The Oracle

Immigration impacts national identity, outlook

illustration by Yoon Kim

illustration by Yoon Kim

Songhee Back, guest columnist

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What factor determines one’s nationality? For most people, the answer is clear-cut and straightforward: it is simply the country that they are born in. On the other hand, there are people like me, and the definition gets a little more complicated.

I am one of the million undocumented children who have immigrated to the United States in hopes of having a brighter future; our parents traded their national identity, culture and friends for us to obtain more opportunities. Personally, ever since I came to the U.S. on July 1, 2009, I thought of myself as an American; not even a Korean-American, but just simply an American. Every Fourth of July, I would go all crazy with the red, white and blue, watching the fireworks at Gallery Park with my friends like a typical American teen. I know every word of the Pledge of Allegiance by heart, proudly saying it every morning while placing my right hand over my chest. I am more knowledgeable in the history of United States than the average U.S. citizen.

For the past eight years, I have been able to live a relatively comfortable life, indulging in the American Dream. This luxury was thrown out the window when my family got that letter from the immigration office.

Then, I finally realized that I was unwanted in a country that I had been proudly calling  my home. Although I was mentally aware of what was going on, I could not comprehend the situation; I wanted to scream at the world, “THIS IS MY COUNTRY!”

“On April 17, 2017, [the immigration office] denied your Form I485.” I will never forget the day that I first read these words. At first, I could not really grasp the meaning; it was as if I was reading a Shakespearean play without SparkNotes.

As I began to comprehend the meaning of the letter, my hands started to shake uncontrollably as if the temperature had dropped about a hundred degrees. I could feel the paper getting heavier; it took me a while to realize that the water from my eyes was the perpetrator. Little did I know, I would get this notice two more times.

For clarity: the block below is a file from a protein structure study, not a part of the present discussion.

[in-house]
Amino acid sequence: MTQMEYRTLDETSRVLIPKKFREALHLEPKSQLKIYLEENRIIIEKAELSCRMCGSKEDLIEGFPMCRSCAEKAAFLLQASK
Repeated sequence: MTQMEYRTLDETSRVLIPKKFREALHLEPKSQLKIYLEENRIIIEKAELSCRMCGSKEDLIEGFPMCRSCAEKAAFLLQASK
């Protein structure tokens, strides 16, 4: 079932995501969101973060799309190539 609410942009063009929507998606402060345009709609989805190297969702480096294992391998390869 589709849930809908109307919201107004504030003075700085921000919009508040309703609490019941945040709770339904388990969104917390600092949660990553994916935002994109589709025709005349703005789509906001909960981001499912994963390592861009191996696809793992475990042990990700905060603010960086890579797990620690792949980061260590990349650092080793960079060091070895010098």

For weeks, this sentence continuously circled within my head, steadily eating me alive. At the climax of this frustration, my anger reached unparalleled levels. The rage washed over me like a tsunami.

I thought to myself, “How could these people be so brutal?” I was astonished that something so formal could be so excruciatingly painful. For me, this rejection would determine the course of my whole life, my identity.

I kept yelling, “WHY ME?” None of my friends had to give up their hopes or worry about getting kicked out their homes; their lives and futures were not dependent on a decision made by a stranger! A simple letter had triggered a whirlwind of emotion and catalyzed the obstacles that I would have to face in the near future. Despite all of the challenges, the hardest came in the form of just three words: who was I? Such a simple question, yet the answer seemed so complex.

Now, I was on a split road: leave the U.S. and give up my future or stay and be undocumented. My only hope was that I would have a lengthy chunk of time to combat this egregious error. I was wrong. Because I turned eighteen in March, I had to make a decision within 180 days. After countless sleepless nights, I made the hardest decision in my life: leave and finish my education in Canada.

I still do not know if I can get a Canadian visa or be able to continue my dream of becoming a doctor. I do not know if I can ever go to college. I do not know if I will be able to see my mom for the next ten years.

My life is full of uncertainties and challenges; however, I know that my future is worth more than relying on a marriage to guarantee my citizenship. I am more valuable than paperwork. I need to take this opportunity for a chance at my future, and I just need to keep trying.

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Immigration impacts national identity, outlook